The renting crisis

You pay too much for utilities. We want to change that.

In the states, we’re experiencing a bit of a renting crisis. The cost of living continues to rise. Average income doesn’t rise quickly enough. And renters — now making up a larger and larger portion of the population — have little control over spending in their lives.

Currently, 35% of Americans rent. That’s over a hundred million residents. And they’re spending 25% of their monthly income on rent and utilities alone, based on an average income of around $4k a month.

What do we do about this? Or do we do anything? This is becoming the norm. And for most people, the only answer seems to be to buckle down and bear it. After all, even if you could bring your utility bill down — maybe fix the leaky sink, or use the dryer less — there’s nothing that can be done about the rent itself.

Right?

Well. Maybe not. Maybe there’s an answer that gives renters control over their spending. And influences their base rent.

Let’s talk about what’s going on with both sides of the equation — on the side of the property manager, and the side of the resident. And let’s see if we can’t draw out how to lighten the load for both sides. That way, maybe, we can see how to help out the common renter.

And let’s address why we think we’re the answer.

The property manager

In the multifamily industry, $80b is spent on utilities, maintenance, and repairs. Annually. Costs are high for property managers. Between paying for vacant units, common areas, and sometimes utilities, property managers are forced to do what they can to make profit.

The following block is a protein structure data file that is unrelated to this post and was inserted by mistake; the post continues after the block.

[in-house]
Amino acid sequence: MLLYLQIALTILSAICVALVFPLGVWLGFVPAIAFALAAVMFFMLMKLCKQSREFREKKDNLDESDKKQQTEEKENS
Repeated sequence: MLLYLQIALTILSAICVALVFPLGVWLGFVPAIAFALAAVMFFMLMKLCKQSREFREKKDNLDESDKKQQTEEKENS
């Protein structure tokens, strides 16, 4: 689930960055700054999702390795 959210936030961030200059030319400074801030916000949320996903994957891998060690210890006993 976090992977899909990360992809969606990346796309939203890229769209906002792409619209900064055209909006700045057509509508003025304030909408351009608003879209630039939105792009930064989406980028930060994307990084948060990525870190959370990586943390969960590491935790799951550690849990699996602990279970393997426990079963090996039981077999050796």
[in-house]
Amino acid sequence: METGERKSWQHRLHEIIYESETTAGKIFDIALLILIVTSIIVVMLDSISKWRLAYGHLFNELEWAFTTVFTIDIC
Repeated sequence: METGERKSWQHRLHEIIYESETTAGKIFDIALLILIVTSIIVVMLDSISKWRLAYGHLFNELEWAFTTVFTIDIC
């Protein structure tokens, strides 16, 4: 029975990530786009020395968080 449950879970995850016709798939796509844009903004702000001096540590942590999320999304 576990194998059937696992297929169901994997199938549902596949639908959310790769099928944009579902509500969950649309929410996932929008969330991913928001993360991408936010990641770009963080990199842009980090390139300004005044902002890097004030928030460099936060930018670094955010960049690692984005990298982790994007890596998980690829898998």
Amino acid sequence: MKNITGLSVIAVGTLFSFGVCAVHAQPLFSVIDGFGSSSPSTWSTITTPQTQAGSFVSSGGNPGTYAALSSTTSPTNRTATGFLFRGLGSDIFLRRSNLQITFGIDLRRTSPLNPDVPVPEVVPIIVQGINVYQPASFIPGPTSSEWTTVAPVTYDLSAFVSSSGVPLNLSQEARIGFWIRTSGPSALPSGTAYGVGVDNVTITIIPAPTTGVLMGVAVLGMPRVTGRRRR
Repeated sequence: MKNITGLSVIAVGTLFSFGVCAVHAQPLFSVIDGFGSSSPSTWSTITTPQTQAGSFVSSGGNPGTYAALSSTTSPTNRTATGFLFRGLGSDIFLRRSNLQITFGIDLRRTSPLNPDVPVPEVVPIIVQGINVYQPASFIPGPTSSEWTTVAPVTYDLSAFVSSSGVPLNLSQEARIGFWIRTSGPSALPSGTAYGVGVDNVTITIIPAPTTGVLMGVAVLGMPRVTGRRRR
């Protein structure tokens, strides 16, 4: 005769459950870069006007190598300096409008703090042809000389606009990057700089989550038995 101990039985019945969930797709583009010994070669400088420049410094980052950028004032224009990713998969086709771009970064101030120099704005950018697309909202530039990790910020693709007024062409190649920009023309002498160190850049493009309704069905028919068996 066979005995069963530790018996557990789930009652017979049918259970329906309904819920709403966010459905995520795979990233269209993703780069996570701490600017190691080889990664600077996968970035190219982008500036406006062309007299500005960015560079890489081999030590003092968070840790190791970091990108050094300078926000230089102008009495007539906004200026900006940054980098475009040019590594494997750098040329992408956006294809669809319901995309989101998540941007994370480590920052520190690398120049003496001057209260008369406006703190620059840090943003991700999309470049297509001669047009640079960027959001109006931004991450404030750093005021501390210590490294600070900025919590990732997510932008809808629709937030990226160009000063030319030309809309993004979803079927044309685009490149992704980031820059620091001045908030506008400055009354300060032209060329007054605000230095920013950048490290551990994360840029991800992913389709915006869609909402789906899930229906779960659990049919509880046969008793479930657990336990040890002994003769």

They wrestle with appliances put in by developers, and react to appliances breaking down in their units. They require insight into their properties, and the ability to lower operating costs.

The resident

The average resident spends $197 per month on utilities. This includes renters and homeowners. For renters, this $197 cost is part of — or on top of — an average rent of around $934 per month.

Renters can’t change the appliances they have, they can do nothing to lower their base rent, they face increased living expenses and at most times decreasing average incomes. They can’t see how to effectively lower their utility bills.

The take home

So. What’s the real problem here?

Overspending, and no access to needed data.

We currently live in an era were everything is about leveraged data. As just one example, think about Google Maps. They receive data on traffic and other road hazards, and leverage it by giving updated reports on fastest routes to their clients.

What property managers and residents need is the renter’s version of Google Maps. They need access to data on their exact spending — and breakdowns of where it’s occurring. And, they need leverage. They need the ability to do something with that knowledge.

If property managers could run their properties more efficiently, they would have the opportunity to lower base rents. Or, at least not increase them. And if residents could produce actual savings, then they could lower their utility bills. Both parties could work together to spend less.

The renter wouldn’t have to spend 25% of their income on rent and utilities anymore. That wouldn’t have to be “the norm.”

That’s the goal of PowerSage. Google Maps updates on travel times, displaying heavy traffic on the route to work. We report on monthly spending, revealing appliance performance issues. We monitor energy data for both property managers and their residents. We report to both, teach each to be efficient, and create a communicative pathway between them.

With more and more apartments being built each year, and the number of renters rising, we need solutions to the high costs of renting. We want to be one of those solutions. Certainly we won’t be the last step, but we can be the first in the right direction.